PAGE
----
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Kinder Morgan to construct renewable diesel hub in California

Published by , Editorial Assistant
Hydrocarbon Engineering,

Kinder Morgan, Inc. has announced the receipt of the necessary commercial commitments to move forward with the permitting and construction of a renewable diesel hub in Southern California, US. Once constructed, the hub will enable customers to aggregate renewable diesel batches (R99) in the Los Angeles area and move them on SFPP, L.P.’s pipeline system to the high demand markets in Colton (inland Empire) and Mission Valley (San Diego), California, creating up to 20 000 bpd of blended diesel throughput capacity at its truck racks, with the ability to expand in the future. This Southern California renewable diesel hub, and the previously announced Northern California renewable diesel hub, collectively represent an investment by KMI of over US$50 million in the distribution of renewable fuels in California, just over half of which was contemplated in the 2022 budget.

“We are pleased to be constructing these hub projects to expand our renewable diesel handling capabilities,” said KMI’s President of Products Pipelines Dax Sanders. “As refineries are converting to renewable diesel, we believe this is an attractive opportunity to pivot to the energy fuels of the future in a manner that is consistent with our corporate goals and return criteria.” Both projects are supported by long-term customer contracts and are expected to be placed in service in 1Q23. Capacity is limited and available on a first-come, first-serve basis.

Upon completion, the Southern California hub will be one of the first of its kind in the US to transport batches of renewable diesel by pipeline with no resulting loss of product to transmix – a process designed to enable customers to avoid the loss of the valuable California renewable tax credits, including the Low Carbon Fuel Standard (LCFS) credits.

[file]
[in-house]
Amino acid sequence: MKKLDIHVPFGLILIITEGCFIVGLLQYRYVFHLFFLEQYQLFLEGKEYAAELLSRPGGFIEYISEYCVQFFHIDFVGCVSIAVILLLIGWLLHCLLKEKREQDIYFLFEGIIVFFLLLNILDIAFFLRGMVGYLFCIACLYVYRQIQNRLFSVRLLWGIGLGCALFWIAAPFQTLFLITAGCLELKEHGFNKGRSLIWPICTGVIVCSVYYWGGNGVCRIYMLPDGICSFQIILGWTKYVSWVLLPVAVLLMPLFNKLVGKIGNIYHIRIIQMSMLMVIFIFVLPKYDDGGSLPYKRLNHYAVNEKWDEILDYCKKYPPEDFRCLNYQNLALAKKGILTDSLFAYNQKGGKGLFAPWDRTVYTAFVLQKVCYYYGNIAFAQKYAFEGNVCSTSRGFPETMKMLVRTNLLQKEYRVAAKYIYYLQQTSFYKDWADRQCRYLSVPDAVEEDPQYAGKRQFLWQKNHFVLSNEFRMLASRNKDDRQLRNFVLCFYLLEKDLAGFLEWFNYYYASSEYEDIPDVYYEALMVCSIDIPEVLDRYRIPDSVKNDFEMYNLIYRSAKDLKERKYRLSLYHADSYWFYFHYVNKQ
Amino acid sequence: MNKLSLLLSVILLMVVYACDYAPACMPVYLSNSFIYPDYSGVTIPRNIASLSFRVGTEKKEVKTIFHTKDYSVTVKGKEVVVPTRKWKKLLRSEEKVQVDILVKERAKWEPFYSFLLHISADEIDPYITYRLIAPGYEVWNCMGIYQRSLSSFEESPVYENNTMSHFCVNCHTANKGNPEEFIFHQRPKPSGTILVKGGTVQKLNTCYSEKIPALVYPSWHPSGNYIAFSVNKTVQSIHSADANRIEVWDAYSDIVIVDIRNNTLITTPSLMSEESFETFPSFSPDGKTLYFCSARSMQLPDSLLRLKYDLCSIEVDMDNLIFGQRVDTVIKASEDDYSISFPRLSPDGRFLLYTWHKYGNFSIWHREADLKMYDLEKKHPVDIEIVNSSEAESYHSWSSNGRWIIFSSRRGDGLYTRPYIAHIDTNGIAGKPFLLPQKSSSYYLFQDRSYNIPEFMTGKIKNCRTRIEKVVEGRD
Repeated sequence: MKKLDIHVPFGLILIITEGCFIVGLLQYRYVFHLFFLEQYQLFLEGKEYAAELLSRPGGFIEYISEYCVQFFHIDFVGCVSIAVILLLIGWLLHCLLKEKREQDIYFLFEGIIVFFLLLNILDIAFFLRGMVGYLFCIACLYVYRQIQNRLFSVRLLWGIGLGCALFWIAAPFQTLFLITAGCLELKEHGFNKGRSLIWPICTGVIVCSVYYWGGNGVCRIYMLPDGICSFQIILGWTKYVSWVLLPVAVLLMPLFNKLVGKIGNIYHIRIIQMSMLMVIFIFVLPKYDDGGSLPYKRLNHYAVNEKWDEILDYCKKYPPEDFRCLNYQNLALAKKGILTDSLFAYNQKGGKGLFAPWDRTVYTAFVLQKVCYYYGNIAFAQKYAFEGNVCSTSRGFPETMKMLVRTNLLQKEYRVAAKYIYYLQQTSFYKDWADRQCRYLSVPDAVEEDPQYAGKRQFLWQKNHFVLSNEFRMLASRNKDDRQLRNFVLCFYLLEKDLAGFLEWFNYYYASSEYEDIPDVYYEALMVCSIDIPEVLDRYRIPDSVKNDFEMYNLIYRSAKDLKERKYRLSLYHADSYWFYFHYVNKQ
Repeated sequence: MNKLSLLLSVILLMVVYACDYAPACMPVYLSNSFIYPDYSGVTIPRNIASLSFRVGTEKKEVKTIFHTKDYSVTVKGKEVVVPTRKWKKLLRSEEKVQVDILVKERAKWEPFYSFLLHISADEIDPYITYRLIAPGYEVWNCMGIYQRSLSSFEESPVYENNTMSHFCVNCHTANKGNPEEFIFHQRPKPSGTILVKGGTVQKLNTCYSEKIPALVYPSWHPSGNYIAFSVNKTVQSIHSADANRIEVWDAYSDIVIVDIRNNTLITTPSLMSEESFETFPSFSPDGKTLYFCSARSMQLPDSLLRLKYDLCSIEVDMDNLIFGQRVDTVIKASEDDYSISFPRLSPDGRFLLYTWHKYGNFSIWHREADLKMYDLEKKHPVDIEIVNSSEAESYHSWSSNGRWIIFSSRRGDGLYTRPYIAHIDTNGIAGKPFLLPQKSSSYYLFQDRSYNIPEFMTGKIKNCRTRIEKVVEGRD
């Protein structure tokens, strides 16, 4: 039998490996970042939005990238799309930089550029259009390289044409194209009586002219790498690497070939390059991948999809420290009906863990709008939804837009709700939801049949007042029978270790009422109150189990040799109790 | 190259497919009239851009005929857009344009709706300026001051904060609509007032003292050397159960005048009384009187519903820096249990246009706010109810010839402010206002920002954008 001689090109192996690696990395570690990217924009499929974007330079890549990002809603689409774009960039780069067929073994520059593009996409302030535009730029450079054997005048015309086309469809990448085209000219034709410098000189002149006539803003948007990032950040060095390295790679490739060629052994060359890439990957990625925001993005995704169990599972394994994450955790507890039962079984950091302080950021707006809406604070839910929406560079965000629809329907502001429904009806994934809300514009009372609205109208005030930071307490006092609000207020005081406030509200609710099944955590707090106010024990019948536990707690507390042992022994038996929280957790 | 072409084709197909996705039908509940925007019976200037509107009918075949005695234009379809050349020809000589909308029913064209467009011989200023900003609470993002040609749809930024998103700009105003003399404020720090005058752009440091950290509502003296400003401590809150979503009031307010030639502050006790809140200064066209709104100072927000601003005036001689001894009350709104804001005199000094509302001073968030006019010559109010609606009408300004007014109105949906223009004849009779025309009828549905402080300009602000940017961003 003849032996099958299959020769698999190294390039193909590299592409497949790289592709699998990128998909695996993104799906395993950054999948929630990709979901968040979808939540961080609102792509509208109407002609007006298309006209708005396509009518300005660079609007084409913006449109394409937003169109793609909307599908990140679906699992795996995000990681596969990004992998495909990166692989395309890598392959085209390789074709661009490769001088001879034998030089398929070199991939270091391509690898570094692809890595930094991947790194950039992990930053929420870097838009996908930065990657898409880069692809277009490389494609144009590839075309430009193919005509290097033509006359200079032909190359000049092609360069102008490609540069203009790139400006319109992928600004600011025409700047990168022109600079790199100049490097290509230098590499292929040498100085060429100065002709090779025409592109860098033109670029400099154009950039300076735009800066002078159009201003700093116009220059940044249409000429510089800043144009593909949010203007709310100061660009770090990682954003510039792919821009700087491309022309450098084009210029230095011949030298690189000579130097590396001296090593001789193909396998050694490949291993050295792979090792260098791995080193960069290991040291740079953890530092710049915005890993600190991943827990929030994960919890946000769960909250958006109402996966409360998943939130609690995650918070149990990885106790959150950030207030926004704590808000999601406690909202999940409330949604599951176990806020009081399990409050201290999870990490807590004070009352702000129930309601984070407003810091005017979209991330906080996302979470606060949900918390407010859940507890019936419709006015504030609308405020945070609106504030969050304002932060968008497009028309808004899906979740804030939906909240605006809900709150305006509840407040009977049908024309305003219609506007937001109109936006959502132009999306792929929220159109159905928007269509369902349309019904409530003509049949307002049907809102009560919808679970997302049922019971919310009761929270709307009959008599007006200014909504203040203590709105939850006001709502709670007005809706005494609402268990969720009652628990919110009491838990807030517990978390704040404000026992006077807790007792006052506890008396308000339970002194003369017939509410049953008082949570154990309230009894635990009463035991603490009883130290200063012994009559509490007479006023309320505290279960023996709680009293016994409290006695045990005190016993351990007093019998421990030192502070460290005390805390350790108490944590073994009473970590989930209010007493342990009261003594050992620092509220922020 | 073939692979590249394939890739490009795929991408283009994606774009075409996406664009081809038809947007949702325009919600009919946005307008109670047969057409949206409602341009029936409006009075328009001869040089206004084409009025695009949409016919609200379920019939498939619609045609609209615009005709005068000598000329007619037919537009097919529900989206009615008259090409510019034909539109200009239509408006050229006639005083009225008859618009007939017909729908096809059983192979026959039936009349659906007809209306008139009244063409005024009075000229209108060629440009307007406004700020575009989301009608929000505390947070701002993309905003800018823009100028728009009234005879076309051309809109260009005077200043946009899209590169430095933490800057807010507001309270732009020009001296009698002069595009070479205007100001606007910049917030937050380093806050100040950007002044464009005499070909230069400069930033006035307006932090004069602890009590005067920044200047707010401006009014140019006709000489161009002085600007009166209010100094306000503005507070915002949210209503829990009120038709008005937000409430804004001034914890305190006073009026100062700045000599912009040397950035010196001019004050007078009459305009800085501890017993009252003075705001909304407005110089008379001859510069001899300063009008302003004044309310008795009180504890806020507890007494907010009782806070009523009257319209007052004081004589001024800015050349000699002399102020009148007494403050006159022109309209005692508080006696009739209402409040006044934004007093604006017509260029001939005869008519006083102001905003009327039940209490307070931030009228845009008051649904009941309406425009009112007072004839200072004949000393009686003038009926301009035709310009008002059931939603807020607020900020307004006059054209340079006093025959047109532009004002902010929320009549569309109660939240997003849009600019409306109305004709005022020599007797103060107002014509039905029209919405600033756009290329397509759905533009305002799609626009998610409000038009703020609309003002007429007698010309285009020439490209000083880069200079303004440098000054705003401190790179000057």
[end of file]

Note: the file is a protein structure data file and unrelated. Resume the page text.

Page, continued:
The buildout of the Southern California hub consists of three components. At the Carson Terminal in the Port of Los Angeles, KMI is creating community renewable storage capacity with connectivity to both the SFPP pipeline system and the Carson Terminal truck rack. At the Colton Terminal, modifications will create a new dedicated renewable diesel terminal. The renewable diesel will be delivered by the existing 16-inch SFPP pipeline segment from Watson to Colton. The terminal, designed to allow customers to blend their renewable diesel with biodiesel and CARB diesel to desired blends at the truck rack, is expected to accommodate up to 15 000 bpd of blended diesel throughput with expandability up to 20 000 bpd. Lastly, certain storage and truck rack capacity at KMI’s Mission Valley Terminal will be transitioned to enable up to 5000 bpd of renewable diesel throughput.

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US refinery news North America downstream news Biofuel news